A recently deceased teen is brought back as an Artificial Intelligence in this cheesy science-fiction action film. “Andromedia” begins like a typical high-school romantic drama, with young couple Mai (Hiroko Shimabukuro) and Yuu (Kenji Harada) dating and hanging out with their friends. On her way back from one of their dates, Mai is hit by a truck and killed. Her father, a computer programmer, has developed a system allowing him to use Mai’s memories to reconstruct and artifical computer model of her, which is named Ai (or A.I.). This incredible breakthrough in Artificial Intelligence is sought after by Mai’s half-brother Satoshi (Ryo Karato) and a shadowy American businessman (Christopher Doyle), who sends hitmen out to retreive the programme. Mai reaches out to Yuu and her friends to help her evade their attempts to seize her.
“Andromedia” stars members of girl-group ‘Speed’ and boy band ‘DaPump’, essentially a vehicle for these teenage pop-stars to flex their acting skills. The story is filled with plot-holes and illogical moments, slapstick comedy and melodramatic teen romance. The strongest element of the plot is the love story between Yuu and Mai as they try to navigate what their relationship is now one is no longer physically present. Both Hiroko Shimabukuro and Kenji Harada do a good job with these characters. Being band-members the cast have a good chemistry together as the group of friends, their relationships being the most believable part of the eccentric story around them. The story of a dangerous organization attempting to steal a powerful computer programme is somewhat generic, again based on the most tenuous premise, and often seems to be from a completley different film to the teen hijinks that comprise the rest of the action. The most striking example of this film being more of a platform for the cast rather than an attempt at serious drama comes part-way through when, after having survived an outrageous car chase, we are treated to a song and dance number that appears unrelated to anything before or after. If you can handle the cheap special effects, illogical science-fiction plot, and overly sentimental romance, “Andromedia” keeps up a strong pace, rarely pausing for you to consider exactly why anything is happening. The juxtaposition of teen drama with assassinations, car chases, and some fun cyberpunk elements later on, make for an entertaining if unserious film.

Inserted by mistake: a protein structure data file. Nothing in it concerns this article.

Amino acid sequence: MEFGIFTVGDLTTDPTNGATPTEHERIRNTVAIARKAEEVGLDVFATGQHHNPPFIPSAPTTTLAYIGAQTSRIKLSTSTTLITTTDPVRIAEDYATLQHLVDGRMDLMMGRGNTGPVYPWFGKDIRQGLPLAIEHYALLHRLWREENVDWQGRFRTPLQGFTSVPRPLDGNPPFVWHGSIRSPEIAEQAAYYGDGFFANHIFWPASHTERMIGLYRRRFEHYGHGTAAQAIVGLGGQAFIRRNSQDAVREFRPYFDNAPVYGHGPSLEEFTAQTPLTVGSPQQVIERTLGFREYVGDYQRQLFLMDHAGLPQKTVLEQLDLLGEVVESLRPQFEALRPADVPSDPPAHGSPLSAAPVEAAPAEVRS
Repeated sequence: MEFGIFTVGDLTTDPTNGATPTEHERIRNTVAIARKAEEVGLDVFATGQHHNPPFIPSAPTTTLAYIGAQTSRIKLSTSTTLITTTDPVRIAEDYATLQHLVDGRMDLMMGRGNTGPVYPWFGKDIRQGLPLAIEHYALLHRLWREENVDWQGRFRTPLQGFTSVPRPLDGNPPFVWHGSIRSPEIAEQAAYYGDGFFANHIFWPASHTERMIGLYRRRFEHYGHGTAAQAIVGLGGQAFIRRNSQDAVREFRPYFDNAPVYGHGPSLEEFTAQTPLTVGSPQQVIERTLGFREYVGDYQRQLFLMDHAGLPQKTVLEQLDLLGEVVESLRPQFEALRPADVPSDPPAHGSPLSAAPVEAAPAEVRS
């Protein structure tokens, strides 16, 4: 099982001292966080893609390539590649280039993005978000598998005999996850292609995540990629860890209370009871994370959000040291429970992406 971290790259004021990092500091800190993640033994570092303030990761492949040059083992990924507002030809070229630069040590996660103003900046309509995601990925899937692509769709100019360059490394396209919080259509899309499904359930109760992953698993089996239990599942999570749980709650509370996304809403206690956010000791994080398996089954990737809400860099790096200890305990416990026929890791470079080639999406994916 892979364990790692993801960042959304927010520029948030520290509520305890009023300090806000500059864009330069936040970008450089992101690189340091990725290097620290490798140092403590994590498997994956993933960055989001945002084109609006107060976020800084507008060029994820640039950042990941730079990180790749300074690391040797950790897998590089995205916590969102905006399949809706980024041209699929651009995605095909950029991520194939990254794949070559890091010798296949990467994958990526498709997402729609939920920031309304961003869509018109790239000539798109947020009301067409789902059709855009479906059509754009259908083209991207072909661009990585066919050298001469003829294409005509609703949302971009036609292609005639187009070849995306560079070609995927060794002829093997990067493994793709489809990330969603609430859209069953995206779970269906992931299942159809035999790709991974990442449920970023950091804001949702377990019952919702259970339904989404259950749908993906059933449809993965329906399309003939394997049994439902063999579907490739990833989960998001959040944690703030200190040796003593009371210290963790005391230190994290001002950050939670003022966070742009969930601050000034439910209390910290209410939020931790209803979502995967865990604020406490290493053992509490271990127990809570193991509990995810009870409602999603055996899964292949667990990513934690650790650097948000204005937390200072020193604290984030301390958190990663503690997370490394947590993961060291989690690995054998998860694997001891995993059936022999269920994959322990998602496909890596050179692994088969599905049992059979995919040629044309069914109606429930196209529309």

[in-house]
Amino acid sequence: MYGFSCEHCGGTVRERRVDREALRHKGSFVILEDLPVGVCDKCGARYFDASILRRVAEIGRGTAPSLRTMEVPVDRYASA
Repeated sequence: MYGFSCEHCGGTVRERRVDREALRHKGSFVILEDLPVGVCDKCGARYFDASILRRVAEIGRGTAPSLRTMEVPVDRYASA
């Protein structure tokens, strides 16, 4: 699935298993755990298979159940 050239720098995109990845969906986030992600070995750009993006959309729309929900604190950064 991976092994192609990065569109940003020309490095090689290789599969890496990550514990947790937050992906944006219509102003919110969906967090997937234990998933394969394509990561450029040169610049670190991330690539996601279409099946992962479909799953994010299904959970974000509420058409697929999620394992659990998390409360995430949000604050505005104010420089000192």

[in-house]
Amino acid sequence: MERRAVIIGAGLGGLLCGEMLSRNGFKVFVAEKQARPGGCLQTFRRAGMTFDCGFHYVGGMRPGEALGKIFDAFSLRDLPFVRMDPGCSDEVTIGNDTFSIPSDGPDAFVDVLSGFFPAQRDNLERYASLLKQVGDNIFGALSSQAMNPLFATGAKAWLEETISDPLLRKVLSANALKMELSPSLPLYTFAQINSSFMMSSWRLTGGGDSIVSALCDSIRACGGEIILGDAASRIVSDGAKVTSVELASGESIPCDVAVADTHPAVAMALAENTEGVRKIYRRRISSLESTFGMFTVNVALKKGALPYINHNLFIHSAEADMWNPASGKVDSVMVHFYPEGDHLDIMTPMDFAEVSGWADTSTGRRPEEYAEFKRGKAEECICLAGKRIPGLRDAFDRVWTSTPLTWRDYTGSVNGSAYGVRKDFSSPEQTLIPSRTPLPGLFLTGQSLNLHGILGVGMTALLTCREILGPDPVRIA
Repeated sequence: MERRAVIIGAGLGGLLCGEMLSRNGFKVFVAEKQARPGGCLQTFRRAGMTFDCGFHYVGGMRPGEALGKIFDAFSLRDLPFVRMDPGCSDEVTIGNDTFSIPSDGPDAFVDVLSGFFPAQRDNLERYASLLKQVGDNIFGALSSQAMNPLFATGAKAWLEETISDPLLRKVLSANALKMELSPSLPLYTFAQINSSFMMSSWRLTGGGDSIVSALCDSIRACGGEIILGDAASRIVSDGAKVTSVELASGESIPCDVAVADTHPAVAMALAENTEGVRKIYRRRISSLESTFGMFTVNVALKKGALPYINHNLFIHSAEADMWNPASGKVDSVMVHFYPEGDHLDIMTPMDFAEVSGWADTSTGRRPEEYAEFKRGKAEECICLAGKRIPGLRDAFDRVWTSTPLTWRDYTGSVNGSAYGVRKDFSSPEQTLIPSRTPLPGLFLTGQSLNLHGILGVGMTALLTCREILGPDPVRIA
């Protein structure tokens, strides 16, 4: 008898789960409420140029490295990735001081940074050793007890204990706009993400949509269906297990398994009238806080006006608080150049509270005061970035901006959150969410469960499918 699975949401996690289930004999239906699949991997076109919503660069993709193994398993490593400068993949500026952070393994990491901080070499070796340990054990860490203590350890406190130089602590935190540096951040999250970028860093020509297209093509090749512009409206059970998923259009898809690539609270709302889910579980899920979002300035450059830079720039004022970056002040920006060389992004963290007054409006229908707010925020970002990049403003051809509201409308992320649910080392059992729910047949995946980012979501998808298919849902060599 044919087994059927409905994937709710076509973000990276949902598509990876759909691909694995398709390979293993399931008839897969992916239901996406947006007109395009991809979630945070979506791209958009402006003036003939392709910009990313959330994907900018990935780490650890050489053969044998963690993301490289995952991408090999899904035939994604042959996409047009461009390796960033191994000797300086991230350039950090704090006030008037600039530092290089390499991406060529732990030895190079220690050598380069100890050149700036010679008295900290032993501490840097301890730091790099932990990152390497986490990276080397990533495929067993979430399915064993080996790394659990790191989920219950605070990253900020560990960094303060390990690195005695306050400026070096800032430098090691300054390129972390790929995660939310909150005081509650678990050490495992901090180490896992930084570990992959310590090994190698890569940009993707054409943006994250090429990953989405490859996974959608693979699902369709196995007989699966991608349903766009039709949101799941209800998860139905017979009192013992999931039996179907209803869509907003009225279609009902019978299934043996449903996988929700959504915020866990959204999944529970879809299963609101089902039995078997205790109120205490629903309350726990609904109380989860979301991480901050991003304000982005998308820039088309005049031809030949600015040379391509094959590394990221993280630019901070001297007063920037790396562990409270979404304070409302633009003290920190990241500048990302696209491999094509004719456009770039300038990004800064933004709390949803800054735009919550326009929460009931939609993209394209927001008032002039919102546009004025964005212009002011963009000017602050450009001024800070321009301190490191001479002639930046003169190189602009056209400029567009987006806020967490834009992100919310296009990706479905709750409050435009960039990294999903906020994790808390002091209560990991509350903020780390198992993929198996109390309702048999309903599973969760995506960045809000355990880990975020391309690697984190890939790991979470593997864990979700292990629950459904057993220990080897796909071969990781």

Buried under the trite romance and science-fiction tropes, the film touches on a number of interesting ideas. Mai’s rebirth as an Artificial Intelligence lends itself to exploration of the distinctions and limitations between machine intelligences and humans. In some of the most powerful moments we see Ai’s desire to smell the sea or touch Yuu, something that a computer will never be able to experience. In one brief but impactful scene we see Satoshi becoming one with a machine he has built, suspended Christ-like amongst the wires. Themes of transhumanism, the religious significance of our increasing reliance on machines, and potential progress towards further integration with them, suggest unexplored depths beneath the film’s surface narrative. Overall, the film feels like a strong science-fiction concept hindered by having to accommodate the stars of these two pop-groups, meaning a watering down of the harder elements and an inability to truly develop some of its more interesting ideas.